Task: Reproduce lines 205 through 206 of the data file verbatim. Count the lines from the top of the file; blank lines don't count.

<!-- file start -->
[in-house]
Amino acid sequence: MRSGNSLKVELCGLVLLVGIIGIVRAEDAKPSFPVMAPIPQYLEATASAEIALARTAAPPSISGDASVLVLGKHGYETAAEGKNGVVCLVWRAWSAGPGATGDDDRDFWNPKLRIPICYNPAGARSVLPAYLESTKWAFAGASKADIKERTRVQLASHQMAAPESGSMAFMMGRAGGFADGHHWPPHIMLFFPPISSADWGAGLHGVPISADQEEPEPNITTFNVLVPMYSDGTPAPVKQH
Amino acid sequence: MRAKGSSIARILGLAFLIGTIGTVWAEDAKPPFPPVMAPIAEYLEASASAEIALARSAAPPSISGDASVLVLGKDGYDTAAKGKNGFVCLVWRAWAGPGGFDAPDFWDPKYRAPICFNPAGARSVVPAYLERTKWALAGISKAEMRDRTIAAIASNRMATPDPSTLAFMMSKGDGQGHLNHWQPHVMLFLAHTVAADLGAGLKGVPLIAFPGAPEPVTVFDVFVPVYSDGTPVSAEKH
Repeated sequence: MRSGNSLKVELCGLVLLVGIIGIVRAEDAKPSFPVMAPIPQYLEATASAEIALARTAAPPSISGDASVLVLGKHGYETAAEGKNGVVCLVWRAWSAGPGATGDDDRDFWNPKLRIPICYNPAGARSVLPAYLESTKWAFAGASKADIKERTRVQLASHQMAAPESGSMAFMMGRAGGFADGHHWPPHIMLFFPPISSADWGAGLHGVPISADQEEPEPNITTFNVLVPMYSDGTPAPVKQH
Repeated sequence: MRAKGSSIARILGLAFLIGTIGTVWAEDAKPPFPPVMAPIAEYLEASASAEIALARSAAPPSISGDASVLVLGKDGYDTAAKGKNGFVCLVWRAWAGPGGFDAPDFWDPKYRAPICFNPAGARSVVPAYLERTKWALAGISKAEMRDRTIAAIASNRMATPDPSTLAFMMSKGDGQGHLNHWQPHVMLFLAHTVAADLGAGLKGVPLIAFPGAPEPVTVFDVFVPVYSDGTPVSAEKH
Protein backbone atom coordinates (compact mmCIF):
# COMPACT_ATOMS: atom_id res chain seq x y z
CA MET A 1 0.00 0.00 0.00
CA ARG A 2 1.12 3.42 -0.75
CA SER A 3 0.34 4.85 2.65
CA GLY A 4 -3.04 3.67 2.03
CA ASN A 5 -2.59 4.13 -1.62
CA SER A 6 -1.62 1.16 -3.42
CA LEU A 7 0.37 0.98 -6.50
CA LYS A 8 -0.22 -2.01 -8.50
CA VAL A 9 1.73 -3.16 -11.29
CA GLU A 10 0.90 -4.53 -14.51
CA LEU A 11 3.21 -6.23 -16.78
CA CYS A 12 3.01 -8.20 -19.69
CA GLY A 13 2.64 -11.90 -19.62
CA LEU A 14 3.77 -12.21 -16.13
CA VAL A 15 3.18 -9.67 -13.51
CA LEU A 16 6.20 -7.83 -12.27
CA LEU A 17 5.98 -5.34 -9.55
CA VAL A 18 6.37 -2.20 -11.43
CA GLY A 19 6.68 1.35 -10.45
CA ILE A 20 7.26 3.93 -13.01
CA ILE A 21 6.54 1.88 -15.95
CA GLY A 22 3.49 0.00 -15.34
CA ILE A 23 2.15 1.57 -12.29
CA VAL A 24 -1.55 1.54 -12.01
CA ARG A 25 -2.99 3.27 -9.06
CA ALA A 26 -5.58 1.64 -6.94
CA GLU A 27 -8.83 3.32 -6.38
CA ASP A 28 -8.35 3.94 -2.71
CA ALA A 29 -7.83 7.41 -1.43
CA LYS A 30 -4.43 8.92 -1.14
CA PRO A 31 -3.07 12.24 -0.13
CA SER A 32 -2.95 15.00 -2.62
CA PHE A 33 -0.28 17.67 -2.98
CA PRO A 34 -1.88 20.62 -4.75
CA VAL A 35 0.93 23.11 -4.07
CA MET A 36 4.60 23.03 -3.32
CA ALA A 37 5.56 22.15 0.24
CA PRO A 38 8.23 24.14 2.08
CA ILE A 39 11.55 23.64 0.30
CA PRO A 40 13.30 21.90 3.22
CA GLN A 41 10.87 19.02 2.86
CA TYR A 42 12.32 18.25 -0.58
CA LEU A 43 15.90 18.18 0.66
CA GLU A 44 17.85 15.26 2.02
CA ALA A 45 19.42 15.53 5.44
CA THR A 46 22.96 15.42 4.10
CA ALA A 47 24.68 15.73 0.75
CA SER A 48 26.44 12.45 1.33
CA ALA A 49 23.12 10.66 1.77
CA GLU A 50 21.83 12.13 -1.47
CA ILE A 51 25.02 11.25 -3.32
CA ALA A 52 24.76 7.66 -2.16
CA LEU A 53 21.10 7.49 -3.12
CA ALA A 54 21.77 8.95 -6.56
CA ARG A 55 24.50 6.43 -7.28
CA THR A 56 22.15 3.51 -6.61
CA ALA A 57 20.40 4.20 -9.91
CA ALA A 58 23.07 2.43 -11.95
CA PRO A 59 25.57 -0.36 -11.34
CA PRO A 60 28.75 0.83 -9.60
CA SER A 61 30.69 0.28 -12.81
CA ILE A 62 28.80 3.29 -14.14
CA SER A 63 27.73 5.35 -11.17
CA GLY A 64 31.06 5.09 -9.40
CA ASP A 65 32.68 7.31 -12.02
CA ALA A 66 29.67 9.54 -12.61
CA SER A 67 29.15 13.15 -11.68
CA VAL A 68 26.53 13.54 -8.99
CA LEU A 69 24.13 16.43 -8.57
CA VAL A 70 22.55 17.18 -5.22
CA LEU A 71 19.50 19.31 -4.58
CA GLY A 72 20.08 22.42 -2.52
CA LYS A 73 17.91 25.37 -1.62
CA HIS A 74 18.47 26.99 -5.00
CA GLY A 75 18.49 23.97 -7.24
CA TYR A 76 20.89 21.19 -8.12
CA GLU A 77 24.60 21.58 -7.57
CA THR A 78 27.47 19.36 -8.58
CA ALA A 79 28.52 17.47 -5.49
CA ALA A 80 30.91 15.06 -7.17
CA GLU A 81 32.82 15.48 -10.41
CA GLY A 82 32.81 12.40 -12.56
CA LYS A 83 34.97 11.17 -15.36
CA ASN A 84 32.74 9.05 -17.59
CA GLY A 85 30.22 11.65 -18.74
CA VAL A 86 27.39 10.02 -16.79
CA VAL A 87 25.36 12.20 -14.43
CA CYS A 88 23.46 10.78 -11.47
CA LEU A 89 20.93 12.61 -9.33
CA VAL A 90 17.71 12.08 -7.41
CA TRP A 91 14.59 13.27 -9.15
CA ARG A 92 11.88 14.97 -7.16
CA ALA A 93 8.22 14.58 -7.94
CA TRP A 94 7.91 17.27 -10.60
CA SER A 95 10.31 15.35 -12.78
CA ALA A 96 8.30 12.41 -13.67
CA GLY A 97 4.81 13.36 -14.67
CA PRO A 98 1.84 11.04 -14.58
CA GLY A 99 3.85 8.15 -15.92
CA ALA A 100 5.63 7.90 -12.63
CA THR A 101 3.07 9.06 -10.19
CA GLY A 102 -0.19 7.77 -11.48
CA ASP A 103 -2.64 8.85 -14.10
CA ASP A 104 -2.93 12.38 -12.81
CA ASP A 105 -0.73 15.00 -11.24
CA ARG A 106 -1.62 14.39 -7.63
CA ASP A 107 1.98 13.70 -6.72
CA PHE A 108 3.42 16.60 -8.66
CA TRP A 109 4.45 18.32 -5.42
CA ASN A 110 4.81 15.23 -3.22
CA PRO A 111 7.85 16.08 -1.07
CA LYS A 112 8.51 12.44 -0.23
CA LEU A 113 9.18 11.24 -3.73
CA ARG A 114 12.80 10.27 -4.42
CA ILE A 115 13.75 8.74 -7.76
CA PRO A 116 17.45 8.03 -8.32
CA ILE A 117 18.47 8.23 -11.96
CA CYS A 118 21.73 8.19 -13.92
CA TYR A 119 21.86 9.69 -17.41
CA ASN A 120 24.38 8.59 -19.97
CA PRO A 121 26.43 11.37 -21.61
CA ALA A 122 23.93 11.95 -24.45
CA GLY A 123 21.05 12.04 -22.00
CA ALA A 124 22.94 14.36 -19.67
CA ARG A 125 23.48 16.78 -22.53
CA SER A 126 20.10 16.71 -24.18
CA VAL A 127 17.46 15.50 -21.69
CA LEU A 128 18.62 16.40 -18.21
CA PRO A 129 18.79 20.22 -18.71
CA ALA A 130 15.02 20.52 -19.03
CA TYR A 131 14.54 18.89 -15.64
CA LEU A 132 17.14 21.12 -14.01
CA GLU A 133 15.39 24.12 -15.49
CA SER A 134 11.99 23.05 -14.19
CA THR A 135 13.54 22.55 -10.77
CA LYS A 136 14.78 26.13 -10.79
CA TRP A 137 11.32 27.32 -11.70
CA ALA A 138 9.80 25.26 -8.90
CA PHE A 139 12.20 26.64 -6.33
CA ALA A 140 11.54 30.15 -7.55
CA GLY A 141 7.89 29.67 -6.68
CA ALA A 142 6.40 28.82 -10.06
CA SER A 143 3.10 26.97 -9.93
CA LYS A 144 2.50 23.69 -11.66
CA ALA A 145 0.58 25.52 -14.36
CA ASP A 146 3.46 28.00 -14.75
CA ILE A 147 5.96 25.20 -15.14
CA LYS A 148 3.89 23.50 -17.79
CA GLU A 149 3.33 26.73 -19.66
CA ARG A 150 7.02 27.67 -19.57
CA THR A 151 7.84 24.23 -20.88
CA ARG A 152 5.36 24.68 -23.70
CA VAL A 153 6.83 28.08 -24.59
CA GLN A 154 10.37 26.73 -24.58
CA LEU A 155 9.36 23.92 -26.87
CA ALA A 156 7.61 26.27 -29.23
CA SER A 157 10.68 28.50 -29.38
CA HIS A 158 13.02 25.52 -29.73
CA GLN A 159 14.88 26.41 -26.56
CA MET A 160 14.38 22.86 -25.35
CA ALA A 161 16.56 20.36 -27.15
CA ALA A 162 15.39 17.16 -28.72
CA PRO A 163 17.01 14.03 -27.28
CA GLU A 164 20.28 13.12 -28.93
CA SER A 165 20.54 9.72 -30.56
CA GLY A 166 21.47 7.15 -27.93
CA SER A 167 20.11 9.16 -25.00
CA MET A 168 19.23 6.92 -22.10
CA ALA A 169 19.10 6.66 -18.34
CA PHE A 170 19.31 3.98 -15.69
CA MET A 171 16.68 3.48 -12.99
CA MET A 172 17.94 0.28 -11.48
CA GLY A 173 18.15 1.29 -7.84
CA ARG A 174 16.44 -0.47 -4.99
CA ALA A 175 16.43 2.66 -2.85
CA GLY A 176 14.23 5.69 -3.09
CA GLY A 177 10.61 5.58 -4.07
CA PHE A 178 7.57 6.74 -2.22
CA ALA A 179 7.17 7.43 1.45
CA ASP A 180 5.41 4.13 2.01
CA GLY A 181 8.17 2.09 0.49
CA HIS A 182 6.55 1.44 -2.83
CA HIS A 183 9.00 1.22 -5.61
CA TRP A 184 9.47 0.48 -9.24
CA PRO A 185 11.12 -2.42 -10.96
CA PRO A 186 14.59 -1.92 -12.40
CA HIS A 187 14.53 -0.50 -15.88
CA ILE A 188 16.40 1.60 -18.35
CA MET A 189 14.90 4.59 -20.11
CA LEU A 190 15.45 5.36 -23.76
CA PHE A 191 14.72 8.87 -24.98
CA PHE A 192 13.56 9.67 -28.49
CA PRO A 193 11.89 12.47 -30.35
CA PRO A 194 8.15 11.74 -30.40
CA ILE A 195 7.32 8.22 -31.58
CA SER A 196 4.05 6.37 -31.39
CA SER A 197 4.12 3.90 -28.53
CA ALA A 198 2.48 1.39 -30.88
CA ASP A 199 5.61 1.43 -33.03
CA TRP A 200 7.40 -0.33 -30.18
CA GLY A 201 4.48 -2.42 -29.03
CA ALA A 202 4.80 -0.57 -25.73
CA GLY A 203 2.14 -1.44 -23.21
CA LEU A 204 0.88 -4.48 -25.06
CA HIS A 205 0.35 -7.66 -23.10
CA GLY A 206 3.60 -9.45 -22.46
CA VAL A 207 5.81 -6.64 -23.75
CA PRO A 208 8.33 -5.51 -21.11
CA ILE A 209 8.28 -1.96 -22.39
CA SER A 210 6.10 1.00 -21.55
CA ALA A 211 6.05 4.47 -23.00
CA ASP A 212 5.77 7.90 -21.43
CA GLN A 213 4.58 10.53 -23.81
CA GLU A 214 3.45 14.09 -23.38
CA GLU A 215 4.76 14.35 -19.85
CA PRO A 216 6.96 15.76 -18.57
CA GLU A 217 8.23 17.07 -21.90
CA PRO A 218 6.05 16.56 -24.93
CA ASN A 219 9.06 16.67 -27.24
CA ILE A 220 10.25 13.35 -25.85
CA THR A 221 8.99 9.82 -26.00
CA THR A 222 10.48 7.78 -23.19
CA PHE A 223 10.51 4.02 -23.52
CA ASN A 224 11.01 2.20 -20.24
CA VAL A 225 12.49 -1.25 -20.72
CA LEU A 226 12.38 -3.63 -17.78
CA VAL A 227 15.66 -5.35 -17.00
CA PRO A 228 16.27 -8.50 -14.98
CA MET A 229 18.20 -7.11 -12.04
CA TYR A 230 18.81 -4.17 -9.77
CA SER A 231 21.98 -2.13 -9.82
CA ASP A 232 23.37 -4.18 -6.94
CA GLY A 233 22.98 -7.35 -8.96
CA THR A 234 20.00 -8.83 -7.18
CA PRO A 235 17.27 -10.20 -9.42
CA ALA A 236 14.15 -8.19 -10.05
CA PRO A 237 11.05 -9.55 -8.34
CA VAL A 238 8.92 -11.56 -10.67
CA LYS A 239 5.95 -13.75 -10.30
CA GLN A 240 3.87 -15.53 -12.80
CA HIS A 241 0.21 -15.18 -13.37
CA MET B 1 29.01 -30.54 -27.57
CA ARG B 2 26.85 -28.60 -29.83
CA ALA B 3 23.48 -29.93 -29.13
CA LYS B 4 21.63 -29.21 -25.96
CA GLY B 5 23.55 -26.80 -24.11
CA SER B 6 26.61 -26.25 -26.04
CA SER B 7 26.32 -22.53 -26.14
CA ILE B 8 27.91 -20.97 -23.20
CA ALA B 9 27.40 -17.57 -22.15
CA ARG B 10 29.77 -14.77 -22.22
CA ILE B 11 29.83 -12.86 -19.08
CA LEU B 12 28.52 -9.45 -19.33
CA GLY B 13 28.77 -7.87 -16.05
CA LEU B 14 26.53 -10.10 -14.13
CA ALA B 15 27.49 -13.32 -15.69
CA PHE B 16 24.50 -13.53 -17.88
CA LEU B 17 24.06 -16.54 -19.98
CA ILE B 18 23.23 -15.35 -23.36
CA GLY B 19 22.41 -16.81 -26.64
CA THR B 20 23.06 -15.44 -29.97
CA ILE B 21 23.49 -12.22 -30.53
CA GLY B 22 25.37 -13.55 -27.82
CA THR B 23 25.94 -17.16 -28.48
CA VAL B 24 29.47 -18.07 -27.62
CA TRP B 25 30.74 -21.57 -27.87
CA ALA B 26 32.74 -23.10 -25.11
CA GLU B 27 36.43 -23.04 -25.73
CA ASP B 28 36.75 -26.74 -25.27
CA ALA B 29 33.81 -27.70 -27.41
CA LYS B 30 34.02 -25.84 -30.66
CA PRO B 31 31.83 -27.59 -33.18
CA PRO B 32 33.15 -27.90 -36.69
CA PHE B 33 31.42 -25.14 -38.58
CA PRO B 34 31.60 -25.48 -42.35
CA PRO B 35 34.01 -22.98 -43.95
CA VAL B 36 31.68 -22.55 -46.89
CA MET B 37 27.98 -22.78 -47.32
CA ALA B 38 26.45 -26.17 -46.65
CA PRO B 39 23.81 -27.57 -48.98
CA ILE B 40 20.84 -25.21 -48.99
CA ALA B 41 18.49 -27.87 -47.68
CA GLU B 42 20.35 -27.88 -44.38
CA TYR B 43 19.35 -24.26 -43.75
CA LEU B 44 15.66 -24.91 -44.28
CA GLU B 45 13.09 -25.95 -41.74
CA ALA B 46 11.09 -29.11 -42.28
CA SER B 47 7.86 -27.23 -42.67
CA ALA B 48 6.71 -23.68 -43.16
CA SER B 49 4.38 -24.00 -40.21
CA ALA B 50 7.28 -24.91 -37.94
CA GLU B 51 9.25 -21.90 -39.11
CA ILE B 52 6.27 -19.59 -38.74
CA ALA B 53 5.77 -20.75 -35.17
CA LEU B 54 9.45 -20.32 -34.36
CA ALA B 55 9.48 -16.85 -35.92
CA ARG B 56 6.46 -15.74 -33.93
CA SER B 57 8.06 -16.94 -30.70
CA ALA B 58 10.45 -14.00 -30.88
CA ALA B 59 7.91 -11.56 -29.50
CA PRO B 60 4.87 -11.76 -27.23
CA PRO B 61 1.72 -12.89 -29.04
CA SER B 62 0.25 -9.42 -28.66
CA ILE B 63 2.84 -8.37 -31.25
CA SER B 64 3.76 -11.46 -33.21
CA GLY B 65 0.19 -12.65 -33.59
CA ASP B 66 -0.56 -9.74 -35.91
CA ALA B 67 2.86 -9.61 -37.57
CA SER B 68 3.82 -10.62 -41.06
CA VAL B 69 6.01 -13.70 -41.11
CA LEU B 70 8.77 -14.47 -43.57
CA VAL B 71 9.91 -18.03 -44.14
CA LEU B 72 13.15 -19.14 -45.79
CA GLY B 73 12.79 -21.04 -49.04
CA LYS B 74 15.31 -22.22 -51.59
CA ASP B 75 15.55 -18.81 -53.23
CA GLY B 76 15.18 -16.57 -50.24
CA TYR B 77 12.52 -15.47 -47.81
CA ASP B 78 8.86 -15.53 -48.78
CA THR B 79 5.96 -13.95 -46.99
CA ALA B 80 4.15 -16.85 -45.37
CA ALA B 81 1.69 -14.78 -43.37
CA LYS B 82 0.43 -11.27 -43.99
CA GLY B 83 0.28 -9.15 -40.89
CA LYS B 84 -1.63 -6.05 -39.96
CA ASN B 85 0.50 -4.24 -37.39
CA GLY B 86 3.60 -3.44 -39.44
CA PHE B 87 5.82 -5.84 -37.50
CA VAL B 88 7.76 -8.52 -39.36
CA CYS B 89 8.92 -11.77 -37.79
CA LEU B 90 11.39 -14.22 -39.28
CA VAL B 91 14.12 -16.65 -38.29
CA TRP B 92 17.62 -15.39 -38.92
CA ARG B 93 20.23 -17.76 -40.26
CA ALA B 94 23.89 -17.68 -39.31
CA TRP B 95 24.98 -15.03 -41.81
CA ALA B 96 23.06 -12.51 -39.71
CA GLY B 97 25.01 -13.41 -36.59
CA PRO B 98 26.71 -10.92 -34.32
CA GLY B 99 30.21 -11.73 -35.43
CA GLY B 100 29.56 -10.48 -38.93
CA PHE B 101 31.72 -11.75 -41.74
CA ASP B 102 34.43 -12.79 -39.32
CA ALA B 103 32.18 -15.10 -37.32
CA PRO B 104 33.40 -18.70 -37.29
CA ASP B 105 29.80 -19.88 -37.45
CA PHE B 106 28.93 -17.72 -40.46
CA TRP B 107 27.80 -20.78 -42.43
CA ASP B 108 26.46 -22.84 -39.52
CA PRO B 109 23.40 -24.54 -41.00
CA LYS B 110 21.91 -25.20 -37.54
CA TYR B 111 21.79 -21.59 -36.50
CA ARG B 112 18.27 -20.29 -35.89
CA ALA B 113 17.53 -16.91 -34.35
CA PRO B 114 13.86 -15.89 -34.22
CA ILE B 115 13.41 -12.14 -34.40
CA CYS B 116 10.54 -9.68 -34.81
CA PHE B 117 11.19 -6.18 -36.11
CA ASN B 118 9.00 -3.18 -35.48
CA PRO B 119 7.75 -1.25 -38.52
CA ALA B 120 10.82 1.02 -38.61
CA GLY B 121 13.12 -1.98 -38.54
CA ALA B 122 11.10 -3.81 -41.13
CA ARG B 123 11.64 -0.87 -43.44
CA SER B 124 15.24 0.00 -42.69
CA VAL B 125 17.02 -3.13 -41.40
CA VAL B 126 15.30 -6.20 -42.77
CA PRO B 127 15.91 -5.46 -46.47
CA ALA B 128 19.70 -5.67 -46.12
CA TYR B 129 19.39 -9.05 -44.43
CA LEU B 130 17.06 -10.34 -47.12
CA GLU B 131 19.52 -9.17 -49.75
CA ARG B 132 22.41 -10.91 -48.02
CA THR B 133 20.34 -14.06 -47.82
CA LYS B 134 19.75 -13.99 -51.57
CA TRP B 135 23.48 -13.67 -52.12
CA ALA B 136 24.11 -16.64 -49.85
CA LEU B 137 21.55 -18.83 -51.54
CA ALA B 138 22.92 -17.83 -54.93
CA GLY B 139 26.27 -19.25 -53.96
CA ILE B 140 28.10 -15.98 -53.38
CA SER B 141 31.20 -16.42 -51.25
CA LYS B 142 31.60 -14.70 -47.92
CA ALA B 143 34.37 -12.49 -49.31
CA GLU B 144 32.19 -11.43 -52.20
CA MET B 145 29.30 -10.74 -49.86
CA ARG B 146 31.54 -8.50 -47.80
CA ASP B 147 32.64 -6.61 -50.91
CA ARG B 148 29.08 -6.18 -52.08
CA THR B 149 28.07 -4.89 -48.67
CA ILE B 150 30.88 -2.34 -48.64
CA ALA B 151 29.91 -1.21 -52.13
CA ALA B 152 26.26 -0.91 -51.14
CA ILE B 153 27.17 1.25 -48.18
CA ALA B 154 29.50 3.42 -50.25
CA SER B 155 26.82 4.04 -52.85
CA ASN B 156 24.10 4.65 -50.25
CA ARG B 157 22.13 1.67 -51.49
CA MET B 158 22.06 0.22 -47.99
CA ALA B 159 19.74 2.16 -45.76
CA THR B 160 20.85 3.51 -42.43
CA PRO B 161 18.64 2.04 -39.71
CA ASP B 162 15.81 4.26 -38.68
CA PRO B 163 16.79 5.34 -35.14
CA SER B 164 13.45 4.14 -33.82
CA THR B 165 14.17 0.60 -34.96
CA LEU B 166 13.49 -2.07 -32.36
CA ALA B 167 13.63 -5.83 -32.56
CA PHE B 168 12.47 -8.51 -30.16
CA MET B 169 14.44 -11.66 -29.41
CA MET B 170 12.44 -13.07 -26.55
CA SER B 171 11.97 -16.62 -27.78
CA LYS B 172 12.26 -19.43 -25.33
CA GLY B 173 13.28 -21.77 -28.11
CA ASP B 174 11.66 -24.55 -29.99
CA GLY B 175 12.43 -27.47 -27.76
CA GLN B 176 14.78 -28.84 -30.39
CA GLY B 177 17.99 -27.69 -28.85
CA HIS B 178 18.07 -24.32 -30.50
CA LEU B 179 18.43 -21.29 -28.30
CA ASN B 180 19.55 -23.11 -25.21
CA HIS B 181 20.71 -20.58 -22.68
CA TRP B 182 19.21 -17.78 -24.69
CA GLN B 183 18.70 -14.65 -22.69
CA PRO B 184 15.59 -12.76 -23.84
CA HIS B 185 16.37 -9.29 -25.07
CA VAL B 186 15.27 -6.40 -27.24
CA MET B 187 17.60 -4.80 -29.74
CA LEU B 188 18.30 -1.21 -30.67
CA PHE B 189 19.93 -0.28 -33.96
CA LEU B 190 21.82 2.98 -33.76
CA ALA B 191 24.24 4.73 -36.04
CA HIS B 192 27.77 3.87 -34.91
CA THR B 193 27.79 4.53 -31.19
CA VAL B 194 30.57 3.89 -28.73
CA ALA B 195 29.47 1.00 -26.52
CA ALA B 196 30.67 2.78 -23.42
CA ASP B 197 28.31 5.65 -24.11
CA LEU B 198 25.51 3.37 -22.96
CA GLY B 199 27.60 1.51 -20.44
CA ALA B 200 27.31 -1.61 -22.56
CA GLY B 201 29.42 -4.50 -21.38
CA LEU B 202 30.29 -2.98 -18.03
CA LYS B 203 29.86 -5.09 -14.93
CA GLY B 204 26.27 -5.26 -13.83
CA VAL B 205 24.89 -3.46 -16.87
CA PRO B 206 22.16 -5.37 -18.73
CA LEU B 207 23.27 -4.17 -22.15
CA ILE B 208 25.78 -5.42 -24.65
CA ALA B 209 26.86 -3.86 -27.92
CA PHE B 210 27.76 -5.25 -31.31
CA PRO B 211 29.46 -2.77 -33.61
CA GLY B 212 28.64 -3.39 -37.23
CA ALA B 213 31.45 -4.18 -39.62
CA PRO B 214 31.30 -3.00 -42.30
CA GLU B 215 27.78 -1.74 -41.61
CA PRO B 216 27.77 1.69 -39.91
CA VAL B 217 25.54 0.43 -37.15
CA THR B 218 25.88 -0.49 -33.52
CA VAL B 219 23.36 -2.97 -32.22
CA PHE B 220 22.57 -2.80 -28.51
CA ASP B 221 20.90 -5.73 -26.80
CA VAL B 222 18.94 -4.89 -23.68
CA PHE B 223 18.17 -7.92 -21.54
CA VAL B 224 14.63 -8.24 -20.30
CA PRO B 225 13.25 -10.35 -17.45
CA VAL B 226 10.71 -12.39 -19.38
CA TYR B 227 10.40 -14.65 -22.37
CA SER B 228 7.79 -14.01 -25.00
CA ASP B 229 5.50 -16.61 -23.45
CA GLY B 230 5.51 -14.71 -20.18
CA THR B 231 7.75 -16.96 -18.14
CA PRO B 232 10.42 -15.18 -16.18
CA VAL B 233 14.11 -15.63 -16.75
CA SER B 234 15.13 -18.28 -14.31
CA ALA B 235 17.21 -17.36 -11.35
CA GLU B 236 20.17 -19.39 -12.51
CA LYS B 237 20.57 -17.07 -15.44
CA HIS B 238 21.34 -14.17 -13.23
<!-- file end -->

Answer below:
CA ALA A 198 2.48 1.39 -30.88
CA ASP A 199 5.61 1.43 -33.03